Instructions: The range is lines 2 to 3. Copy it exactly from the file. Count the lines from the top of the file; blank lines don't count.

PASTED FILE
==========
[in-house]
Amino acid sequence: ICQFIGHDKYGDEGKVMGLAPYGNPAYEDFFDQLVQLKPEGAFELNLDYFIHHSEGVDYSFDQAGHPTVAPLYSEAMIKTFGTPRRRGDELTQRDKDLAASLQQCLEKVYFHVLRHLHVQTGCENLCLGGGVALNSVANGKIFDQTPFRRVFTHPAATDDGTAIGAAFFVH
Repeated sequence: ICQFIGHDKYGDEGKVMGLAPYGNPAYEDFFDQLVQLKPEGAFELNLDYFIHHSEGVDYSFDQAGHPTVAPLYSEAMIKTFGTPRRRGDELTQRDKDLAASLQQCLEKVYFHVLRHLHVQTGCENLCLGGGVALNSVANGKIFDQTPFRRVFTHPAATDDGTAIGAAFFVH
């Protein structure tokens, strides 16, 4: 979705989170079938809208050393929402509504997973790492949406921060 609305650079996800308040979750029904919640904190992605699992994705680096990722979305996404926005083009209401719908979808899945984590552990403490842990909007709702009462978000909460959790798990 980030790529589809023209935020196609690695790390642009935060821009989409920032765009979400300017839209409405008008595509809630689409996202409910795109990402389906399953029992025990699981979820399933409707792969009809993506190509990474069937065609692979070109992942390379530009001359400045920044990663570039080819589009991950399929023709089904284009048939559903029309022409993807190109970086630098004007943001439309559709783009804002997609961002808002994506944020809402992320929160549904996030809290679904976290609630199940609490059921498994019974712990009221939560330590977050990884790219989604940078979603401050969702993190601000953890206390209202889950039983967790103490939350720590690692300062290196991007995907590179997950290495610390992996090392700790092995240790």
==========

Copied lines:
Amino acid sequence: ICQFIGHDKYGDEGKVMGLAPYGNPAYEDFFDQLVQLKPEGAFELNLDYFIHHSEGVDYSFDQAGHPTVAPLYSEAMIKTFGTPRRRGDELTQRDKDLAASLQQCLEKVYFHVLRHLHVQTGCENLCLGGGVALNSVANGKIFDQTPFRRVFTHPAATDDGTAIGAAFFVH
Repeated sequence: ICQFIGHDKYGDEGKVMGLAPYGNPAYEDFFDQLVQLKPEGAFELNLDYFIHHSEGVDYSFDQAGHPTVAPLYSEAMIKTFGTPRRRGDELTQRDKDLAASLQQCLEKVYFHVLRHLHVQTGCENLCLGGGVALNSVANGKIFDQTPFRRVFTHPAATDDGTAIGAAFFVH